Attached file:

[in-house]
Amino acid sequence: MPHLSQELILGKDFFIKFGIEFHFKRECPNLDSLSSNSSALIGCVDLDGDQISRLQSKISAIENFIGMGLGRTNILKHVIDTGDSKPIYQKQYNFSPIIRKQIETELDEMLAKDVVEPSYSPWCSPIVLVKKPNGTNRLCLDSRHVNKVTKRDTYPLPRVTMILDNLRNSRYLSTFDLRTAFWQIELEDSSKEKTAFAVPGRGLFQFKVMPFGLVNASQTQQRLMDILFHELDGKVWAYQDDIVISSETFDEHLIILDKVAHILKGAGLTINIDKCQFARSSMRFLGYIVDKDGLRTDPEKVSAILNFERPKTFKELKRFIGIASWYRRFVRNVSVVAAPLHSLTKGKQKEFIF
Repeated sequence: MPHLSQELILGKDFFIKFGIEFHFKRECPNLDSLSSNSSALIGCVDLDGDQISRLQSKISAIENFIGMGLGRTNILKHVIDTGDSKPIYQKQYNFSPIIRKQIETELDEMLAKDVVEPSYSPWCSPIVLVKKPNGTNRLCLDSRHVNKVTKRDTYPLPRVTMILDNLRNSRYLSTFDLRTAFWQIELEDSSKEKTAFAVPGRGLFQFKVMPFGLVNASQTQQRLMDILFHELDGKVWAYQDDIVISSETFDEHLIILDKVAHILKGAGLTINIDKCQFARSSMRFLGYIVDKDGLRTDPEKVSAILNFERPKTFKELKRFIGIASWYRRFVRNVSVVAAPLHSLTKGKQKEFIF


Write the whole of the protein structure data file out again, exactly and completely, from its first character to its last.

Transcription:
[in-house]
Amino acid sequence: MPHLSQELILGKDFFIKFGIEFHFKRECPNLDSLSSNSSALIGCVDLDGDQISRLQSKISAIENFIGMGLGRTNILKHVIDTGDSKPIYQKQYNFSPIIRKQIETELDEMLAKDVVEPSYSPWCSPIVLVKKPNGTNRLCLDSRHVNKVTKRDTYPLPRVTMILDNLRNSRYLSTFDLRTAFWQIELEDSSKEKTAFAVPGRGLFQFKVMPFGLVNASQTQQRLMDILFHELDGKVWAYQDDIVISSETFDEHLIILDKVAHILKGAGLTINIDKCQFARSSMRFLGYIVDKDGLRTDPEKVSAILNFERPKTFKELKRFIGIASWYRRFVRNVSVVAAPLHSLTKGKQKEFIF
Repeated sequence: MPHLSQELILGKDFFIKFGIEFHFKRECPNLDSLSSNSSALIGCVDLDGDQISRLQSKISAIENFIGMGLGRTNILKHVIDTGDSKPIYQKQYNFSPIIRKQIETELDEMLAKDVVEPSYSPWCSPIVLVKKPNGTNRLCLDSRHVNKVTKRDTYPLPRVTMILDNLRNSRYLSTFDLRTAFWQIELEDSSKEKTAFAVPGRGLFQFKVMPFGLVNASQTQQRLMDILFHELDGKVWAYQDDIVISSETFDEHLIILDKVAHILKGAGLTINIDKCQFARSSMRFLGYIVDKDGLRTDPEKVSAILNFERPKTFKELKRFIGIASWYRRFVRNVSVVAAPLHSLTKGKQKEFIF